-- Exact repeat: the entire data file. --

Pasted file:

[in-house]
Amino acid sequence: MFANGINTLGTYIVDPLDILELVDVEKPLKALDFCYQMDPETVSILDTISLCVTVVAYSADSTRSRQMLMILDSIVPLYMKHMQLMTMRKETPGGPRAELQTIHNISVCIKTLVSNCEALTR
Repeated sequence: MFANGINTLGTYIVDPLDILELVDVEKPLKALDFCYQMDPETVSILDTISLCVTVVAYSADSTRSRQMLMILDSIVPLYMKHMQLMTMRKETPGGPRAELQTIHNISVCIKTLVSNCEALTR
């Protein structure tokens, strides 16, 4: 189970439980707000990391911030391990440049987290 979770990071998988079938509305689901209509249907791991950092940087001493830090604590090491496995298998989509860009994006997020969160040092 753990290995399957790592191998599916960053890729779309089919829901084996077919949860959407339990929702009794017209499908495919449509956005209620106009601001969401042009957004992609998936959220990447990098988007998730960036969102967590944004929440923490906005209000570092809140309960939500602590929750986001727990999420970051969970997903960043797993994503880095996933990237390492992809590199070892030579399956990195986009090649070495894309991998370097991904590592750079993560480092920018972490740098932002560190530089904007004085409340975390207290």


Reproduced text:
[in-house]
Amino acid sequence: MFANGINTLGTYIVDPLDILELVDVEKPLKALDFCYQMDPETVSILDTISLCVTVVAYSADSTRSRQMLMILDSIVPLYMKHMQLMTMRKETPGGPRAELQTIHNISVCIKTLVSNCEALTR
Repeated sequence: MFANGINTLGTYIVDPLDILELVDVEKPLKALDFCYQMDPETVSILDTISLCVTVVAYSADSTRSRQMLMILDSIVPLYMKHMQLMTMRKETPGGPRAELQTIHNISVCIKTLVSNCEALTR
């Protein structure tokens, strides 16, 4: 189970439980707000990391911030391990440049987290 979770990071998988079938509305689901209509249907791991950092940087001493830090604590090491496995298998989509860009994006997020969160040092 753990290995399957790592191998599916960053890729779309089919829901084996077919949860959407339990929702009794017209499908495919449509956005209620106009601001969401042009957004992609998936959220990447990098988007998730960036969102967590944004929440923490906005209000570092809140309960939500602590929750986001727990999420970051969970997903960043797993994503880095996933990237390492992809590199070892030579399956990195986009090649070495894309991998370097991904590592750079993560480092920018972490740098932002560190530089904007004085409340975390207290």